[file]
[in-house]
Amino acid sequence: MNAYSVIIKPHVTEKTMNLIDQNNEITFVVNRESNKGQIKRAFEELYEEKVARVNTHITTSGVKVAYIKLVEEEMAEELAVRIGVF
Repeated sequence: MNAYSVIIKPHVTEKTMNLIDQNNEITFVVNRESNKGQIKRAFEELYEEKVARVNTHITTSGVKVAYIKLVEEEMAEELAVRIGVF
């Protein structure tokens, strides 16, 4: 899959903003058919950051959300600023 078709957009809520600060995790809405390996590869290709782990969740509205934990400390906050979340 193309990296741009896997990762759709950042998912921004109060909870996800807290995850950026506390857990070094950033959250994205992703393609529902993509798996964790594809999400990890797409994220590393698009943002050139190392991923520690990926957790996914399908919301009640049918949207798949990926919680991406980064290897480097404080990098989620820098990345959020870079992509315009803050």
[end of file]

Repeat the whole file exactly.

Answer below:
[in-house]
Amino acid sequence: MNAYSVIIKPHVTEKTMNLIDQNNEITFVVNRESNKGQIKRAFEELYEEKVARVNTHITTSGVKVAYIKLVEEEMAEELAVRIGVF
Repeated sequence: MNAYSVIIKPHVTEKTMNLIDQNNEITFVVNRESNKGQIKRAFEELYEEKVARVNTHITTSGVKVAYIKLVEEEMAEELAVRIGVF
């Protein structure tokens, strides 16, 4: 899959903003058919950051959300600023 078709957009809520600060995790809405390996590869290709782990969740509205934990400390906050979340 193309990296741009896997990762759709950042998912921004109060909870996800807290995850950026506390857990070094950033959250994205992703393609529902993509798996964790594809999400990890797409994220590393698009943002050139190392991923520690990926957790996914399908919301009640049918949207798949990926919680991406980064290897480097404080990098989620820098990345959020870079992509315009803050």